Saturday, October 7, 2017

The Daily Readings for SATURDAY, October 7, 2017

Jesus Stills the Storm (Matthew 8:23-27)
2 Kings 19:21-36
This is the word that the LORD has spoken concerning him: She despises you, she scorns you-- virgin daughter Zion; she tosses her head-- behind your back, daughter Jerusalem. Whom have you mocked and reviled? Against whom have you raised your voice and haughtily lifted your eyes? Against the Holy One of Israel! By your messengers you have mocked the Lord, and you have said, 'With my many chariots I have gone up the heights of the mountains, to the far recesses of Lebanon; I felled its tallest cedars, its choicest cypresses; I entered its farthest retreat, its densest forest. I dug wells and drank foreign waters, I dried up with the sole of my foot all the streams of Egypt.' Have you not heard that I determined it long ago? I planned from days of old what now I bring to pass, that you should make fortified cities crash into heaps of ruins, while their inhabitants, shorn of strength, are dismayed and confounded; they have become like plants of the field and like tender grass, like grass on the housetops, blighted before it is grown. "But I know your rising and your sitting, your going out and coming in, and your raging against me. Because you have raged against me and your arrogance has come to my ears, I will put my hook in your nose and my bit in your mouth; I will turn you back on the way by which you came. "And this shall be the sign for you: This year you shall eat what grows of itself, and in the second year what springs from that; then in the third year sow, reap, plant vineyards, and eat their fruit. The surviving remnant of the house of Judah shall again take root downward, and bear fruit upward; for from Jerusalem a remnant shall go out, and from Mount Zion a band of survivors. The zeal of the LORD of hosts will do this. "Therefore thus says the LORD concerning the king of Assyria: He shall not come into this city, shoot an arrow there, come before it with a shield, or cast up a siege ramp against it. By the way that he came, by the same he shall return; he shall not come into this city, says the LORD. For I will defend this city to save it, for my own sake and for the sake of my servant David." That very night the angel of the LORD set out and struck down one hundred eighty-five thousand in the camp of the Assyrians; when morning dawned, they were all dead bodies. Then King Sennacherib of Assyria left, went home, and lived at Nineveh.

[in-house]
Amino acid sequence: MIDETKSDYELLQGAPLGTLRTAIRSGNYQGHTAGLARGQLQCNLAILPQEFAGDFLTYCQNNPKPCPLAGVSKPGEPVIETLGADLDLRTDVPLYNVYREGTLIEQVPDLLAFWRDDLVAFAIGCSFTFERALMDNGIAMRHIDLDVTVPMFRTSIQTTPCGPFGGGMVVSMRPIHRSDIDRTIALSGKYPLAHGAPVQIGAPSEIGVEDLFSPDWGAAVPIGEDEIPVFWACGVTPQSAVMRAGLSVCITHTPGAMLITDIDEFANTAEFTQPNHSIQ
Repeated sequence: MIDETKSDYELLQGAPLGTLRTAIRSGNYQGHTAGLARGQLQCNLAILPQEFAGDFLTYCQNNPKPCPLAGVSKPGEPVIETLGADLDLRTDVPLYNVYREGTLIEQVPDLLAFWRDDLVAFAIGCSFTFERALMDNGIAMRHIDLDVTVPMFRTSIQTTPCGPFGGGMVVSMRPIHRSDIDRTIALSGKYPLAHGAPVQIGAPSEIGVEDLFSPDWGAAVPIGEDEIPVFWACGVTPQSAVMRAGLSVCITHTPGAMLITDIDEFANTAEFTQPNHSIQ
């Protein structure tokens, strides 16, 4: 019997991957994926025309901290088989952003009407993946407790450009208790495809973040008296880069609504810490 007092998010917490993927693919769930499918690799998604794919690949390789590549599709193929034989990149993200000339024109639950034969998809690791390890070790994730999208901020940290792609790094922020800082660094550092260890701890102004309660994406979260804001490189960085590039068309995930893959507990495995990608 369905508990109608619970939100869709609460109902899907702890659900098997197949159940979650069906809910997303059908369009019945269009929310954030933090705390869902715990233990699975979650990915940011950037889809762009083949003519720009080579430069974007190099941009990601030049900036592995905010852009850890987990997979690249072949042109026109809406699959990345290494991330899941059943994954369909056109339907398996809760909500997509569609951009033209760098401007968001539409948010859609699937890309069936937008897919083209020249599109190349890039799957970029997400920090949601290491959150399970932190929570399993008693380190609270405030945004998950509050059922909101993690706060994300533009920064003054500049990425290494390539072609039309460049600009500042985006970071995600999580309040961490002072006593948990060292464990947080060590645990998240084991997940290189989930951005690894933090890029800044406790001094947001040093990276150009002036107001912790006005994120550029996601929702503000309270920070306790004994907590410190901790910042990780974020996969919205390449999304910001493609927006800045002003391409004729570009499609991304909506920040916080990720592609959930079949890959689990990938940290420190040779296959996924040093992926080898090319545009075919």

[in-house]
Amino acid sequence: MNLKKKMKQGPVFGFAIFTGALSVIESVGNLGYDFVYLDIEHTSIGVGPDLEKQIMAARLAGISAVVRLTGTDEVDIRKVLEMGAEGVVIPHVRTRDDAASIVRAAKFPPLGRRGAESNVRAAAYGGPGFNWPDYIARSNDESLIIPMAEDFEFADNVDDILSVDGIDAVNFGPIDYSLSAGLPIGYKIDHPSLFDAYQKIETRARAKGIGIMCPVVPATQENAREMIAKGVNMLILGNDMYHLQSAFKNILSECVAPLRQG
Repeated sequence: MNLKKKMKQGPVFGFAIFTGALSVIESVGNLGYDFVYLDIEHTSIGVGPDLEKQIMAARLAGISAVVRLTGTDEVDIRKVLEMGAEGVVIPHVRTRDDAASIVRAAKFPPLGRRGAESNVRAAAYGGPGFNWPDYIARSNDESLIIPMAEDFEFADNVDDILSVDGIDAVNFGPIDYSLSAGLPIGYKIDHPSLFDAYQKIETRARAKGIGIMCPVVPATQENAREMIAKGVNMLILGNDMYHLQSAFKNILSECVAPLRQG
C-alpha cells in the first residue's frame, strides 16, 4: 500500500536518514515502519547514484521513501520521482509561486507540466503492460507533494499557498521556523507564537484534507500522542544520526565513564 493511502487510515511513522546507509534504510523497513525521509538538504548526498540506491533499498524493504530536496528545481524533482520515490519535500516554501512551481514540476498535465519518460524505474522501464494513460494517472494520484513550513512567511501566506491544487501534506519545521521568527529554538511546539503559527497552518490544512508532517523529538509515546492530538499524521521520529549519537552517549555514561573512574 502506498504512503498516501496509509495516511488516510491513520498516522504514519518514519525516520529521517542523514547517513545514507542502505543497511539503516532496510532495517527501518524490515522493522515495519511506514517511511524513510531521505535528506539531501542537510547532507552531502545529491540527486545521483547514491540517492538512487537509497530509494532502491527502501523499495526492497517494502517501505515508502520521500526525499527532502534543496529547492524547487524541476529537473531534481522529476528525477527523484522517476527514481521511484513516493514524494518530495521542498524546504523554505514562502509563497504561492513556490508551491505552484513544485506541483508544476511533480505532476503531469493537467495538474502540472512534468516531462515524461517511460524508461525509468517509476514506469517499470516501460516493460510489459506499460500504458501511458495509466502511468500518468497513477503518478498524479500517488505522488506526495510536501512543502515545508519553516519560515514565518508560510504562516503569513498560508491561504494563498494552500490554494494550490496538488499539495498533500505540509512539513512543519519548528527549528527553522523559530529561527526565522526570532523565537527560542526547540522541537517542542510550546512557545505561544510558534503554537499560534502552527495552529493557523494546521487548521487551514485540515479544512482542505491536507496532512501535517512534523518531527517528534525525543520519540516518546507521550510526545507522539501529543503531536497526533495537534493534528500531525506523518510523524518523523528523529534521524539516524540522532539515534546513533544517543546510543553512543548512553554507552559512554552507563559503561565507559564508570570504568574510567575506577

1 Corinthians 10:1-13
I do not want you to be unaware, brothers and sisters, that our ancestors were all under the cloud, and all passed through the sea, and all were baptized into Moses in the cloud and in the sea, and all ate the same spiritual food, and all drank the same spiritual drink. For they drank from the spiritual rock that followed them, and the rock was Christ. Nevertheless, God was not pleased with most of them, and they were struck down in the wilderness. Now these things occurred as examples for us, so that we might not desire evil as they did. Do not become idolaters as some of them did; as it is written, "The people sat down to eat and drink, and they rose up to play." We must not indulge in sexual immorality as some of them did, and twenty-three thousand fell in a single day. We must not put Christ to the test, as some of them did, and were destroyed by serpents. And do not complain as some of them did, and were destroyed by the destroyer. These things happened to them to serve as an example, and they were written down to instruct us, on whom the ends of the ages have come. So if you think you are standing, watch out that you do not fall. No testing has overtaken you that is not common to everyone. God is faithful, and he will not let you be tested beyond your strength, but with the testing he will also provide the way out so that you may be able to endure it.

Matthew 8:18-27